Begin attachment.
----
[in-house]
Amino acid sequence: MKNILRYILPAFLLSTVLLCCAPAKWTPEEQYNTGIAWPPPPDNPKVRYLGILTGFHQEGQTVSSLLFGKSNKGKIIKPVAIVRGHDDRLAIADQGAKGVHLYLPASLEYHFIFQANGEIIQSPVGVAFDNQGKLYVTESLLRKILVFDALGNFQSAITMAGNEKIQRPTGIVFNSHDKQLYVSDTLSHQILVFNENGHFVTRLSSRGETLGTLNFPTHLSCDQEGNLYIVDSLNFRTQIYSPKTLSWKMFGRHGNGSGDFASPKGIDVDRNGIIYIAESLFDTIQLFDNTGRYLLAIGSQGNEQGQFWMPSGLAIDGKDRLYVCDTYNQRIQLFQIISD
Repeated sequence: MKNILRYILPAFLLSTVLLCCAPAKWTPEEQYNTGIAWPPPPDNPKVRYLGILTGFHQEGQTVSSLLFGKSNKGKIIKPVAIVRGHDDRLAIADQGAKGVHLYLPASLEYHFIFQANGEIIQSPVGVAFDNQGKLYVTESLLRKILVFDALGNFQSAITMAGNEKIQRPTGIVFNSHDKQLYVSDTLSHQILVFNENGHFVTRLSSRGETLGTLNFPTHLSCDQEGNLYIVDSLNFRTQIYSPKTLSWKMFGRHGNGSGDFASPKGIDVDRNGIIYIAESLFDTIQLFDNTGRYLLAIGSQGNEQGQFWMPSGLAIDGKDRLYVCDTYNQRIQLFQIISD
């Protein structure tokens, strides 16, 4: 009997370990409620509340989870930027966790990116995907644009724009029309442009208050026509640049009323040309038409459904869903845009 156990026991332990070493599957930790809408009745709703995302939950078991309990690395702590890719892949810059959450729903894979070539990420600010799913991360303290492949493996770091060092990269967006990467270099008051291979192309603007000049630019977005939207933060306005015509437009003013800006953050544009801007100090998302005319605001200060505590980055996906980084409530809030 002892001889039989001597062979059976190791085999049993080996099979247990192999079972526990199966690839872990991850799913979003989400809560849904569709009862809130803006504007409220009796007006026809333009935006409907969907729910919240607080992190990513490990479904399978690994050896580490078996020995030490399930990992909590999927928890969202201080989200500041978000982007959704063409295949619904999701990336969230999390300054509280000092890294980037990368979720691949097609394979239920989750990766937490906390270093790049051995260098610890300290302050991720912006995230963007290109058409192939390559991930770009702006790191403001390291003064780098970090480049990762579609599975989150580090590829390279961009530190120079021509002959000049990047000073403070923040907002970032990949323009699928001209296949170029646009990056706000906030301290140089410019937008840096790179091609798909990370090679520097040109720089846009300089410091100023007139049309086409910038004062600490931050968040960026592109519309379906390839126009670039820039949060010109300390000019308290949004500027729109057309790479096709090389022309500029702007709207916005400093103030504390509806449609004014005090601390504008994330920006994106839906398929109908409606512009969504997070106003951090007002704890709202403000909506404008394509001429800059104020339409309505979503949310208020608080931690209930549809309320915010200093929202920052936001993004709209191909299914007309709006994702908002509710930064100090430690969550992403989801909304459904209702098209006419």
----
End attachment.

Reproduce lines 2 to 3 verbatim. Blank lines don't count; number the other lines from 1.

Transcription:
Amino acid sequence: MKNILRYILPAFLLSTVLLCCAPAKWTPEEQYNTGIAWPPPPDNPKVRYLGILTGFHQEGQTVSSLLFGKSNKGKIIKPVAIVRGHDDRLAIADQGAKGVHLYLPASLEYHFIFQANGEIIQSPVGVAFDNQGKLYVTESLLRKILVFDALGNFQSAITMAGNEKIQRPTGIVFNSHDKQLYVSDTLSHQILVFNENGHFVTRLSSRGETLGTLNFPTHLSCDQEGNLYIVDSLNFRTQIYSPKTLSWKMFGRHGNGSGDFASPKGIDVDRNGIIYIAESLFDTIQLFDNTGRYLLAIGSQGNEQGQFWMPSGLAIDGKDRLYVCDTYNQRIQLFQIISD
Repeated sequence: MKNILRYILPAFLLSTVLLCCAPAKWTPEEQYNTGIAWPPPPDNPKVRYLGILTGFHQEGQTVSSLLFGKSNKGKIIKPVAIVRGHDDRLAIADQGAKGVHLYLPASLEYHFIFQANGEIIQSPVGVAFDNQGKLYVTESLLRKILVFDALGNFQSAITMAGNEKIQRPTGIVFNSHDKQLYVSDTLSHQILVFNENGHFVTRLSSRGETLGTLNFPTHLSCDQEGNLYIVDSLNFRTQIYSPKTLSWKMFGRHGNGSGDFASPKGIDVDRNGIIYIAESLFDTIQLFDNTGRYLLAIGSQGNEQGQFWMPSGLAIDGKDRLYVCDTYNQRIQLFQIISD